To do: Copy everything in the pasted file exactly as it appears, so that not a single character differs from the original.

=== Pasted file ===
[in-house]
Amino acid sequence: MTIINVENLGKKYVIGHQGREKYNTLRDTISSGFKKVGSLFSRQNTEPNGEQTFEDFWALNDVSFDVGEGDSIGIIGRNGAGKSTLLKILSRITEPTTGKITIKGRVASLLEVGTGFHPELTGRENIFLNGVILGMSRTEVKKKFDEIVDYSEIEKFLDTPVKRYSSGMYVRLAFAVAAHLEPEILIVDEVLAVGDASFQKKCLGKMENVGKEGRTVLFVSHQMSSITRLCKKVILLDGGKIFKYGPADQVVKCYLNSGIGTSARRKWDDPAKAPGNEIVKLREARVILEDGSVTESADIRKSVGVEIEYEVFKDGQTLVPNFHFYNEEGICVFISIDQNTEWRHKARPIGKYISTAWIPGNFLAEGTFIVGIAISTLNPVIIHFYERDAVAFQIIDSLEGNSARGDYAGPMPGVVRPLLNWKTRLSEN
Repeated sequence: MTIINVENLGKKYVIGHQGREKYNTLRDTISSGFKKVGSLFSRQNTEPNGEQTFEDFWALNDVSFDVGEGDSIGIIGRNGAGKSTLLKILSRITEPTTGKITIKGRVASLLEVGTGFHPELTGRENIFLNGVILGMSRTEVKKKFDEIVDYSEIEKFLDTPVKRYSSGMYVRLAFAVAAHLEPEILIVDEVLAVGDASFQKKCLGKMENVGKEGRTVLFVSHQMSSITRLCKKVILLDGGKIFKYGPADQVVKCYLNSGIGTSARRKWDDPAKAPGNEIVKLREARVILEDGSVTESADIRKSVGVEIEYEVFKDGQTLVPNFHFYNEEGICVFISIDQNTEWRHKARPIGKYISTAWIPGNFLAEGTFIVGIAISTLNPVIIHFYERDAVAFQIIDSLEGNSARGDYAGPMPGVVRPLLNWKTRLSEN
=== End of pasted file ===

[in-house]
Amino acid sequence: MTIINVENLGKKYVIGHQGREKYNTLRDTISSGFKKVGSLFSRQNTEPNGEQTFEDFWALNDVSFDVGEGDSIGIIGRNGAGKSTLLKILSRITEPTTGKITIKGRVASLLEVGTGFHPELTGRENIFLNGVILGMSRTEVKKKFDEIVDYSEIEKFLDTPVKRYSSGMYVRLAFAVAAHLEPEILIVDEVLAVGDASFQKKCLGKMENVGKEGRTVLFVSHQMSSITRLCKKVILLDGGKIFKYGPADQVVKCYLNSGIGTSARRKWDDPAKAPGNEIVKLREARVILEDGSVTESADIRKSVGVEIEYEVFKDGQTLVPNFHFYNEEGICVFISIDQNTEWRHKARPIGKYISTAWIPGNFLAEGTFIVGIAISTLNPVIIHFYERDAVAFQIIDSLEGNSARGDYAGPMPGVVRPLLNWKTRLSEN
Repeated sequence: MTIINVENLGKKYVIGHQGREKYNTLRDTISSGFKKVGSLFSRQNTEPNGEQTFEDFWALNDVSFDVGEGDSIGIIGRNGAGKSTLLKILSRITEPTTGKITIKGRVASLLEVGTGFHPELTGRENIFLNGVILGMSRTEVKKKFDEIVDYSEIEKFLDTPVKRYSSGMYVRLAFAVAAHLEPEILIVDEVLAVGDASFQKKCLGKMENVGKEGRTVLFVSHQMSSITRLCKKVILLDGGKIFKYGPADQVVKCYLNSGIGTSARRKWDDPAKAPGNEIVKLREARVILEDGSVTESADIRKSVGVEIEYEVFKDGQTLVPNFHFYNEEGICVFISIDQNTEWRHKARPIGKYISTAWIPGNFLAEGTFIVGIAISTLNPVIIHFYERDAVAFQIIDSLEGNSARGDYAGPMPGVVRPLLNWKTRLSEN